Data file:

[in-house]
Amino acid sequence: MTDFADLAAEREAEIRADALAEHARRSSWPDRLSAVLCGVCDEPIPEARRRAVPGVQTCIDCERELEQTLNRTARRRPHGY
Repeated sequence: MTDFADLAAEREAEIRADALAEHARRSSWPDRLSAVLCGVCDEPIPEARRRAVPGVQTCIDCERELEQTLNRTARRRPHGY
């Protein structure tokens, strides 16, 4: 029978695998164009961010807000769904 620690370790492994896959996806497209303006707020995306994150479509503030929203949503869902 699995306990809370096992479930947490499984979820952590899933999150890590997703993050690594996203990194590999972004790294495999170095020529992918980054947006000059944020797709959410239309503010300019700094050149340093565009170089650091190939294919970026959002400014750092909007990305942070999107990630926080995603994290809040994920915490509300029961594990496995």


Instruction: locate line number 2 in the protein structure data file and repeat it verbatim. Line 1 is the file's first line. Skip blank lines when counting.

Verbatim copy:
Amino acid sequence: MTDFADLAAEREAEIRADALAEHARRSSWPDRLSAVLCGVCDEPIPEARRRAVPGVQTCIDCERELEQTLNRTARRRPHGY